Many speak of technology’s potential to “fix” education. But if it can, the question is–why hasn’t it yet?
The tools for a digital revolution are there, and have been for quite some time. Twenty years ago, the possibility of a TV set in every classroom was supposed to utterly transform education, unite the world, and even replace teachers. (As children of the 90’s will attest, nothing made you happier than walking into the classroom and seeing that beautiful TV cart—Bill Nye and no homework!). And this was all before near-ubiquitous internet, Skype, and online courses put the world at our fingertips.
So why has there been so little, actual change? Last week, in The Chronicle of Higher Education, Kentaro Toyama discussed what calls technology’s Law of Amplification: In his experience, technology’s impact has a built-in limit: how well a system functions already. According to Toyama, “While technology helps education where it’s already doing well, technology does little for mediocre educational systems; and in dysfunctional schools, it can cause outright harm.”
Take the example of open online courses, available free of charge to anyone with an internet connection. When Toyama asked his students how many had ever enrolled in such a course, the room filled with hands; when asked how many finished the course, the hands dropped. This confirms the general trend—despite being offered by some of the most renowned universities in the world—free online courses have an abysmal completion rate: Most studies put it around 6%. Other studies give higher numbers, but still top off around 22%.
For Toyama, “The real obstacle in education remains student motivation. Especially in an age of informational abundance, getting access to knowledge isn’t the bottleneck, mustering the will to master it is. And there, for good or ill, the main carrot of a college education is the certified degree and transcript, and the main stick is social pressure. Most students are seeking credentials that graduate schools and employers will take seriously and an environment in which they’re prodded to do the work. But neither of these things is cheaply available online.”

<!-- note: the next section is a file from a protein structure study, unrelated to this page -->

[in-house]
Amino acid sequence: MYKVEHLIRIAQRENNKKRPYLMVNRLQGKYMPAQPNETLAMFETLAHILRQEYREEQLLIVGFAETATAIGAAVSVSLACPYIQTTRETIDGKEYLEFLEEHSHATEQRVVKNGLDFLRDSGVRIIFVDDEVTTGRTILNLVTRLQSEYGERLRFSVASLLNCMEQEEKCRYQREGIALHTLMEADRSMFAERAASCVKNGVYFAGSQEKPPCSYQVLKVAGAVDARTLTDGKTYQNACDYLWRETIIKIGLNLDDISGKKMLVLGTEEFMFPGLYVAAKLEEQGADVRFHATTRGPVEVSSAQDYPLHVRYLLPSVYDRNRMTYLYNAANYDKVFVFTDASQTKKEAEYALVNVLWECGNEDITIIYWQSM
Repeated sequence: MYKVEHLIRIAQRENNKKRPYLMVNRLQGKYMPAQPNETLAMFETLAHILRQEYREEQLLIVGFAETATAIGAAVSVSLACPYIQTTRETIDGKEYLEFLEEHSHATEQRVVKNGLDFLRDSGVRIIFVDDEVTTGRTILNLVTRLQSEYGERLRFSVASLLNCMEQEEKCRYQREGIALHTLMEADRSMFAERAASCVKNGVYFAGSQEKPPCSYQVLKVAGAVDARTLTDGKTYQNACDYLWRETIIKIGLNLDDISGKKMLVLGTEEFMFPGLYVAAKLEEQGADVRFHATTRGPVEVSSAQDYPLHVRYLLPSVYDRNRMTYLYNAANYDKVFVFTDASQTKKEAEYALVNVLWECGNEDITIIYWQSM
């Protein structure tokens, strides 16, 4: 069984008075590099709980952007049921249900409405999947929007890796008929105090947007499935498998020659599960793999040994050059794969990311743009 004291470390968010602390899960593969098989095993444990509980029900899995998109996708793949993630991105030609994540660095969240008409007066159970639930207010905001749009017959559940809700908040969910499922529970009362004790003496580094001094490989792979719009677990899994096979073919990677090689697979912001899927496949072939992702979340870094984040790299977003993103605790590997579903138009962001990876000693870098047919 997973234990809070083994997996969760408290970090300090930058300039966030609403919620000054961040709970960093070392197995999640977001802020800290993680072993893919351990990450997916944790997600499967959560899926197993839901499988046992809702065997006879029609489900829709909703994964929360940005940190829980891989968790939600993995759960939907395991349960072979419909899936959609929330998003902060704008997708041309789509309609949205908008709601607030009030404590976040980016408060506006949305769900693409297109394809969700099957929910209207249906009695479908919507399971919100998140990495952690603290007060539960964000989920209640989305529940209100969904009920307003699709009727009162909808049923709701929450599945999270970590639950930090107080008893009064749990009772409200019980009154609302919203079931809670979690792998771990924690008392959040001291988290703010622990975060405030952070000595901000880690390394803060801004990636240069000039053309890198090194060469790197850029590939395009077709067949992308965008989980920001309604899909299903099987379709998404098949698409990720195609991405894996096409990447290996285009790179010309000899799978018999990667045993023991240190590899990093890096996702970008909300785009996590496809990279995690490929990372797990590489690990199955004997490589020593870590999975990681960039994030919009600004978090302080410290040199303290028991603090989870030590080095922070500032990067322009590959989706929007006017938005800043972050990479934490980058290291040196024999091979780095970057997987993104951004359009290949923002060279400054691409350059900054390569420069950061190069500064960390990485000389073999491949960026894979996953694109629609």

So what happens when employers do start taking online credentialing seriously? Will we reach a tipping point where quality education will become freely and equitably accessible across the globe? Toyama doubts this, again, because of the Law of Amplification.
“The Law of Amplification’s least appreciated consequence… is that technology on its own amplifies underlying socioeconomic inequalities…. Students with poor high-school preparation will always find it hard to learn things their prep-school peers can ace. Low-income families will struggle to pay registration fees that wealthy households barely notice. Blue-collar workers doing hard manual labor may not have the energy to take evening courses that white-collar professionals think of as a hobby….
In fact, studies confirm exactly this: Well-educated men with office jobs disproportionately complete [open online] courses, while lower-income young adults barely enroll. The primary effect of free online courses is to further educate an already well-educated group who will pull away from less-educated others. The educational rich just get richer… More technology only magnifies socioeconomic disparities.”
So what must be done? There are indeed solutions—but they probably won’t come in the form of technology-as-savior. Efforts to address the systemic inequities that already exist in education may be far more impactful than sitting back and expecting technology alone to do the trick. However, if Toyama’s Law of Amplification holds, technology can and will help us expedite this journey, it just may not be a quick fix.
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